8 minute read 15 Mar 2021
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How alerting employees to unintended tax traps helps companies, too

By Michael Goldsmith

Partner, Ernst & Young LLP EY US East Region Indirect Tax Services Leader

Michael is an experienced state and local tax professional who has worked across a broad range of industries, including technology, professional services, media and entertainment, and manufacturing.

8 minute read 15 Mar 2021

US organizations are finding that remote working can be just as risky for the business as it is for their employees.

In brief

  • State tax laws on remote working vary widely, posing risks for the unwary.
  • Employees must keep the company updated on their work location and relocation plans.
  • A robust remote worker policy includes input from the company’s tax, legal and HR departments.

During the early days of the pandemic, when New York was at the epicenter, health care workers nationwide showed up to work on the front lines. After returning home, they were surprised to learn that the state of New York expected them to pay nonresident income taxes on the wages they had earned while working there.

While New York is one of the most robust states in the battle for remote workers’ tax dollars, there are several other states where that might have happened. Across the US, remote workers and their employers could be in for similar surprises if they’re not careful.

Little time to prepare for the switch to remote working

When COVID-19 arrived in the US, companies didn’t have months to plan their response, they had hours or, at best, days. Tech giants led the pivot to widescale remote work. In March 2020, many of the largest tech companies began encouraging employees to work from home; some made it mandatory. Nearly a year later, of the 58% of Americans currently employed, 42% have worked remotely during the COVID-19 pandemic, according to an October 2020 Harris Poll survey of 2,053 adults.

Remote working may have begun as a temporary situation, but for more than 2 million companies, it’s here to stay. Most recently in the tech sector, we have seen announcements that some companies are adopting remote working on a permanent basis.

With so many people working remotely, companies and their employees need to know the tax implications of where individuals are living and working — and even where they’re planning to move. But more than half (55%) of employees who have worked remotely during the pandemic weren’t aware that a failure to change their state tax withholding to reflect their remote work situation could result in tax consequences, according to the Harris survey.

(Chapter breaker)

Chapter 1

How can you be in two places at once?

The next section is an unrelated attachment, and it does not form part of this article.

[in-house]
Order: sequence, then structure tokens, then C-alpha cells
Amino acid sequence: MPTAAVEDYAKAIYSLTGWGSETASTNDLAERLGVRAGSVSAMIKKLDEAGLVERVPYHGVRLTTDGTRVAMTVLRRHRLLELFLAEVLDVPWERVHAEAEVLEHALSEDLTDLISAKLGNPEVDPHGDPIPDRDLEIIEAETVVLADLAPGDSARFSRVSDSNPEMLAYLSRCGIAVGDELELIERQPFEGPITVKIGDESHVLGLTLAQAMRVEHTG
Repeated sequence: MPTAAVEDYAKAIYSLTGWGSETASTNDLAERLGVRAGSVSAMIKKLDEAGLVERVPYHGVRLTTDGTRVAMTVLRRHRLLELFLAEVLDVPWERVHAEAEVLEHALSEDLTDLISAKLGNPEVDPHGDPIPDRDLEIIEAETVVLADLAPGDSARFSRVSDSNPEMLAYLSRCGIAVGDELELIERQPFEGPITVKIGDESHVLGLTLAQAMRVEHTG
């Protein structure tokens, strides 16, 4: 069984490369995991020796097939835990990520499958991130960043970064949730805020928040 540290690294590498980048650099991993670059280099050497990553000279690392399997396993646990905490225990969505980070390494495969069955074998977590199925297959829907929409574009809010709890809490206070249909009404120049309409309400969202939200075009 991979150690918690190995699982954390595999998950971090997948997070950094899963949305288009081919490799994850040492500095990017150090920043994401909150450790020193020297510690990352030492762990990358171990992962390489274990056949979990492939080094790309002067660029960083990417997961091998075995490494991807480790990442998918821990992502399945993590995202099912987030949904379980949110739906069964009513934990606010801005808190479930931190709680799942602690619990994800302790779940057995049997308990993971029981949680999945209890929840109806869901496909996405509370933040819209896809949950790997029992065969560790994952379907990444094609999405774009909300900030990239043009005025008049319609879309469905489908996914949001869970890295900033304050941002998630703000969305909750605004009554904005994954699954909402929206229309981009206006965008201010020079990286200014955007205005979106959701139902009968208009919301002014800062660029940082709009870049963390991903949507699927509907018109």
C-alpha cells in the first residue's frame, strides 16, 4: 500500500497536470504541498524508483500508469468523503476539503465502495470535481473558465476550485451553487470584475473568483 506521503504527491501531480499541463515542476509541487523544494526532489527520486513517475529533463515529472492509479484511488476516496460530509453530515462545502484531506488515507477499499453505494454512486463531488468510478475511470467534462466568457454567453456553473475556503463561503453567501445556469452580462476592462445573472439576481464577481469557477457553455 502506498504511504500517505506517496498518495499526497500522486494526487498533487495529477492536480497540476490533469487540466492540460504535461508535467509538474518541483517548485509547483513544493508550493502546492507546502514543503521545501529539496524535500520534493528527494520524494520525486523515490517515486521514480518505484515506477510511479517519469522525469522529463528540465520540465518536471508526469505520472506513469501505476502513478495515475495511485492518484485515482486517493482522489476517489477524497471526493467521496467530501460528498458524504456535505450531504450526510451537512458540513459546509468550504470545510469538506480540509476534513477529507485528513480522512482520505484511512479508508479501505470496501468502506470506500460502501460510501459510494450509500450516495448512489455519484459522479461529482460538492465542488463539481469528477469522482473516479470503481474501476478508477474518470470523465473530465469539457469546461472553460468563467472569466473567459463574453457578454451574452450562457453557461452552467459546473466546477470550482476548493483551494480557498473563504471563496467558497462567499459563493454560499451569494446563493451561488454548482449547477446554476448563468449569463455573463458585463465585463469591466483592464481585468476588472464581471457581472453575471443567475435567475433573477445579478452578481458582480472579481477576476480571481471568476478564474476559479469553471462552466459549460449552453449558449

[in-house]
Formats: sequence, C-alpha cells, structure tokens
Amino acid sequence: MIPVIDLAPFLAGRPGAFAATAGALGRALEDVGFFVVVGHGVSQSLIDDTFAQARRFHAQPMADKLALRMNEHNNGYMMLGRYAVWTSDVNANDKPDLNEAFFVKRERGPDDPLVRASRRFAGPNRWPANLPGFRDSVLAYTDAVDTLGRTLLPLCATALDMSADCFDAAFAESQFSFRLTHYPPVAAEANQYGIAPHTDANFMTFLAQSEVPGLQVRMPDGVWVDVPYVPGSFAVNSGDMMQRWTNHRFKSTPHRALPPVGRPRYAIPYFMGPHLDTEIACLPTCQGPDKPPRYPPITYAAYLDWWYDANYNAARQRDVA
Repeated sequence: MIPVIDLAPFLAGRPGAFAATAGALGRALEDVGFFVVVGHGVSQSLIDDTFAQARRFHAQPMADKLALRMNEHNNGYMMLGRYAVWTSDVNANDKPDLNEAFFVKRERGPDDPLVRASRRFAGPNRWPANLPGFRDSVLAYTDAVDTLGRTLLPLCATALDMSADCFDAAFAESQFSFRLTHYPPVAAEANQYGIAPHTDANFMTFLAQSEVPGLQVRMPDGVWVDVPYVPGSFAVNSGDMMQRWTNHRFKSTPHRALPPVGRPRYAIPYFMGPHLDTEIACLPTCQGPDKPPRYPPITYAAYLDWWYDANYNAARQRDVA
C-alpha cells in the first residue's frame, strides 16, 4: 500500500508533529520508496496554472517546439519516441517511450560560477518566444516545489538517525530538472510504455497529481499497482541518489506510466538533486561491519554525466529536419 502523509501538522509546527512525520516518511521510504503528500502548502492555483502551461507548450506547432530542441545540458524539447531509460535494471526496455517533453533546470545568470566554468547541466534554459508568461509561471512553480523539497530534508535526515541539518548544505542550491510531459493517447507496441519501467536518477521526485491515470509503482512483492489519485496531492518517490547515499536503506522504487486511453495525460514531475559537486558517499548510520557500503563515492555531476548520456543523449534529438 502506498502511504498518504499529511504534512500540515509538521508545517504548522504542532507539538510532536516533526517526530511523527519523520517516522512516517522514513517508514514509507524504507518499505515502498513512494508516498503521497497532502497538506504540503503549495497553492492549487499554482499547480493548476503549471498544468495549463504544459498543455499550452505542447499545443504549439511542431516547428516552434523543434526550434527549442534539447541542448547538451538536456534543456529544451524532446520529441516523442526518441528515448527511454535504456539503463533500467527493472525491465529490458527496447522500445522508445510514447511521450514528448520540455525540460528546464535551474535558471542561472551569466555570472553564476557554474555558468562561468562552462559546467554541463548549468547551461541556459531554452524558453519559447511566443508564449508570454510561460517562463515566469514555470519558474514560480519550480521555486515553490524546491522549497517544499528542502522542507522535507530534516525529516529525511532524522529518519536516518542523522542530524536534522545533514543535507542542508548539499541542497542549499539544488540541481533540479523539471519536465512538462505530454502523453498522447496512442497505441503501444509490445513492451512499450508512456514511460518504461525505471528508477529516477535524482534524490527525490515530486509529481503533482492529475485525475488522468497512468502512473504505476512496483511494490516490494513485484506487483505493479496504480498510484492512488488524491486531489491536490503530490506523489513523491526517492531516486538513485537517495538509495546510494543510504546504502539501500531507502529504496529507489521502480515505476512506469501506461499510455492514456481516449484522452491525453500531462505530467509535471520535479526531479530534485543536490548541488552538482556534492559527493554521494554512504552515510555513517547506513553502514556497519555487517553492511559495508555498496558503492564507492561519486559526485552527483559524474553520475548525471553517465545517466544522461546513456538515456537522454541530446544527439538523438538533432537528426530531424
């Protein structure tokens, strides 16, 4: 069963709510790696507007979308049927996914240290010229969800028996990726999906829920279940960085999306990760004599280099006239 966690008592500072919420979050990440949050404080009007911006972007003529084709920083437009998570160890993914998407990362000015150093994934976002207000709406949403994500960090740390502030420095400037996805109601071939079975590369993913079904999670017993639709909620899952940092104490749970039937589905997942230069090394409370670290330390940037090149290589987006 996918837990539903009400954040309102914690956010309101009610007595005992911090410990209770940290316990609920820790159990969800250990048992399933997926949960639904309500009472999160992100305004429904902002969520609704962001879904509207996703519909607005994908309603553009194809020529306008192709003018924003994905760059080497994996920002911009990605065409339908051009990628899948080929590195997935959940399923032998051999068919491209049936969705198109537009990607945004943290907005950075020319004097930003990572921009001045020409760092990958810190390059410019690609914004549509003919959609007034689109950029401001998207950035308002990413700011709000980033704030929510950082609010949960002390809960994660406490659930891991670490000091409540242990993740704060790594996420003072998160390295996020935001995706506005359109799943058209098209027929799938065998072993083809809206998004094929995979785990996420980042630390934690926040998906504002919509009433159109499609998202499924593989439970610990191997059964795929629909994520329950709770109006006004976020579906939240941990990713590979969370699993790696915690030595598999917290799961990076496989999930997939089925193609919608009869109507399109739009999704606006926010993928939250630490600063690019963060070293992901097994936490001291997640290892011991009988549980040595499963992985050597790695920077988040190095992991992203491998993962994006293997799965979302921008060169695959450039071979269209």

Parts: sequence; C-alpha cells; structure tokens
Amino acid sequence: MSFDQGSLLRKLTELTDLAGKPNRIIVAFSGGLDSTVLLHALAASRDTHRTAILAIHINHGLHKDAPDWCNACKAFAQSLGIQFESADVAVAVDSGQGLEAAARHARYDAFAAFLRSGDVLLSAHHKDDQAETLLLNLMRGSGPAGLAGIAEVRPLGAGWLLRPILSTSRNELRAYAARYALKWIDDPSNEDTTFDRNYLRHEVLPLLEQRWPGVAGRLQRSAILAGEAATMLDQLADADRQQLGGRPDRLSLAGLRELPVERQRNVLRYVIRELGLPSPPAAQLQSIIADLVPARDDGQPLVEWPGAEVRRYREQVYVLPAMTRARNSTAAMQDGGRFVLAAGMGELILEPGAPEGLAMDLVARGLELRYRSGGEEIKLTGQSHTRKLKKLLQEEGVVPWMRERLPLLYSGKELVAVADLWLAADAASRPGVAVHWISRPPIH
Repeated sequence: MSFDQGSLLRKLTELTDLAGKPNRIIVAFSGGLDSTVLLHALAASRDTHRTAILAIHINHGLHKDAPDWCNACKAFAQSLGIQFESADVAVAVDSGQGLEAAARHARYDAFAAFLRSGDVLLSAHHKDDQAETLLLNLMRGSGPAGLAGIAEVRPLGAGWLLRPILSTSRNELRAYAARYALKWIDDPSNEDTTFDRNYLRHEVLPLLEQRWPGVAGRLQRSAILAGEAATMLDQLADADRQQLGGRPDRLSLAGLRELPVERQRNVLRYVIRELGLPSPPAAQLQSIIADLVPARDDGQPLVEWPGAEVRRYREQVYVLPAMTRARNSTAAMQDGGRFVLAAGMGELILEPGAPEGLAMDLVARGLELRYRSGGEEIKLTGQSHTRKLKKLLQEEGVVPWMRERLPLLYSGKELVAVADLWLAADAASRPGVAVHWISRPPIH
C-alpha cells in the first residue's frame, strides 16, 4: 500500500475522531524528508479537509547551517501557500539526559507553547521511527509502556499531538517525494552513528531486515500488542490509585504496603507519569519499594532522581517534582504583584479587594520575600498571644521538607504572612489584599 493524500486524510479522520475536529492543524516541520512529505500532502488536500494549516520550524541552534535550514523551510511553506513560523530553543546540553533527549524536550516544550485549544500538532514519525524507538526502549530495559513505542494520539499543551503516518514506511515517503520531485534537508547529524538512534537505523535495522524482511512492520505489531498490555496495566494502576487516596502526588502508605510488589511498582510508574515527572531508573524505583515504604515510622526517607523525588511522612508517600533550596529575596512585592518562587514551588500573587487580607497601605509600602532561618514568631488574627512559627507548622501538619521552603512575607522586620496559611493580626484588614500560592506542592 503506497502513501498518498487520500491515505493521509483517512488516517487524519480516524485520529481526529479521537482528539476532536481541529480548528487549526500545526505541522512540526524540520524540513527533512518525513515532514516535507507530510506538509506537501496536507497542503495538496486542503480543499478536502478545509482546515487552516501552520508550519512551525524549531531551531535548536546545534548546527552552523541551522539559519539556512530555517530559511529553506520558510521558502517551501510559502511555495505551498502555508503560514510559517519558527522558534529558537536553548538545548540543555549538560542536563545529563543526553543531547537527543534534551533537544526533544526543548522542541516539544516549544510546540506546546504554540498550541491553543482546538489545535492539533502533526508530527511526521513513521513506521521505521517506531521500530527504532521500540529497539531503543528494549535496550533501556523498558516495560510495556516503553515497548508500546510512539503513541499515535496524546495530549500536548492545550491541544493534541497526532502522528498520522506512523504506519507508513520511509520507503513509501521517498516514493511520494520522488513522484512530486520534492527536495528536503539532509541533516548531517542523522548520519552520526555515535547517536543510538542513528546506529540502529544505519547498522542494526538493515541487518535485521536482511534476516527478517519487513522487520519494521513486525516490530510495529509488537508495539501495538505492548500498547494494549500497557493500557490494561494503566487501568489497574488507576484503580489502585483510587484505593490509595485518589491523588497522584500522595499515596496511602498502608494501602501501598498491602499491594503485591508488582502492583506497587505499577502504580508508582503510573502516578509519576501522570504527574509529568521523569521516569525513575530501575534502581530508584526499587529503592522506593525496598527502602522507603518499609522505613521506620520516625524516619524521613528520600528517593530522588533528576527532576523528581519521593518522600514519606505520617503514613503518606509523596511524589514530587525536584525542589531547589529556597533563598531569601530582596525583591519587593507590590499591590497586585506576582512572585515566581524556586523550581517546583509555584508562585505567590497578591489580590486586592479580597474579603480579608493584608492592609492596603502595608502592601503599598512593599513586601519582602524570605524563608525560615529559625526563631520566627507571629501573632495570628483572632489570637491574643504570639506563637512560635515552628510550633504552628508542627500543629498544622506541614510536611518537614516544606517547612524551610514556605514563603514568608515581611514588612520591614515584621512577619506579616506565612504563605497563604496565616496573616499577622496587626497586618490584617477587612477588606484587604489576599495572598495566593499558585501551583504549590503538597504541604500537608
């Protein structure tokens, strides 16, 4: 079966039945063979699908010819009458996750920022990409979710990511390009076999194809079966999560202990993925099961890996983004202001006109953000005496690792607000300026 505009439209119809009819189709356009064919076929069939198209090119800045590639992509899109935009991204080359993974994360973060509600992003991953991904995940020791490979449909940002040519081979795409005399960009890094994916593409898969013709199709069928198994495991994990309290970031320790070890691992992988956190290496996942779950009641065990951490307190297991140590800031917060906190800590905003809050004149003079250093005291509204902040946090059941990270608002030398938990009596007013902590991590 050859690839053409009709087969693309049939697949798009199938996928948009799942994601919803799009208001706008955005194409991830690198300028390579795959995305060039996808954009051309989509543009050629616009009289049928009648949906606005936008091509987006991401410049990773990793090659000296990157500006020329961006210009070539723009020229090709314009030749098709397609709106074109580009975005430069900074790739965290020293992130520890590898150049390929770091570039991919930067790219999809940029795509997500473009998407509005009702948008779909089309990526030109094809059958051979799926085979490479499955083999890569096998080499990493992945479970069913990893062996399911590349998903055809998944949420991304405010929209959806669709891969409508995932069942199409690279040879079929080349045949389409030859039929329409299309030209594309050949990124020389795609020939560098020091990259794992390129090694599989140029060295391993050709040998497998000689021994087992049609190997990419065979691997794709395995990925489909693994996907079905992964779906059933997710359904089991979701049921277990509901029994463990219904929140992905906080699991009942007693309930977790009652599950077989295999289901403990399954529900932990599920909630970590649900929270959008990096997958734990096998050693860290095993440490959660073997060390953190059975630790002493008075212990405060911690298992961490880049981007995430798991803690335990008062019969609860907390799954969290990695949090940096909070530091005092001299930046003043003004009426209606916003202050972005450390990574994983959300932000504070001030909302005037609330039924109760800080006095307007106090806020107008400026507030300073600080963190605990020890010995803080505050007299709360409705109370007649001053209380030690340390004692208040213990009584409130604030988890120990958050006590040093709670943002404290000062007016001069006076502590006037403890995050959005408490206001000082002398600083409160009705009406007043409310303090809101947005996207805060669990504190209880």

Varying state tax laws mean employees risk double taxation; their companies face related risks.

Unfortunately for remote workers and their companies, there’s more to managing risk than remembering to change your withholding. Because each state has its own tax laws related to remote working, and because state and local budgets are lean these days, employees and their companies risk falling into an unintended tax trap.

Know the issues

Most companies and employees assume that remote workers are working from home. And that if you’re a remote worker, you’ll owe taxes to the state where your home is, assuming your state has personal income taxes.

But it’s important to know that, generally, there are two ways a state might classify a person as a resident:

  1. Domiciliary: The person has a permanent residence in the state and intends to remain there.
  2. Statutory: In many states, the person is considered a resident if they’ve spent more than six months there.

Many remote workers become statutory residents without even realizing it. As previously noted, New York state takes a robust approach to taxing remote workers. The state classifies a person a resident if they spend 183 days there and also have a permanent place of abode there. However, the state’s definition of one day is not 24 hours. If one were to cross into the state for a haircut and then leave 90 minutes later, that is a day, by New York’s classification standards. And “permanent place of abode” is a place, owned or rented, where the worker can live — for example, an apartment.

Exposure to double taxation is a very real threat for hapless remote workers. Consider a young professional who is sharing an apartment with friends in New York City but decided to shelter with relatives out of state during the pandemic. Not only will New York potentially tax her as a resident, based on domicile, but the state where she’s sheltering might also consider her a resident for tax purposes.

The employee’s company also faces a potential risk. If she’s sheltering in place in a state where the company doesn’t already have a presence, she could be creating a tax filing responsibility for the company, subjecting it to the taxes of that jurisdiction, taxes that might not otherwise apply.

Tax credits and safe harbors

Remote workers may receive a nonresident tax credit in their state of residence to offset the tax they’re required to pay the state in which they’re working. Additionally, some states have been providing a temporary safe harbor for state withholdings and tax liability for remote work performed in a different state during the pandemic. Some states have also temporarily waived the creation of a business nexus. However, lean state budgets suggest that these protections won’t last indefinitely; certain states have already lifted the emergency legislation or are seriously considering doing so.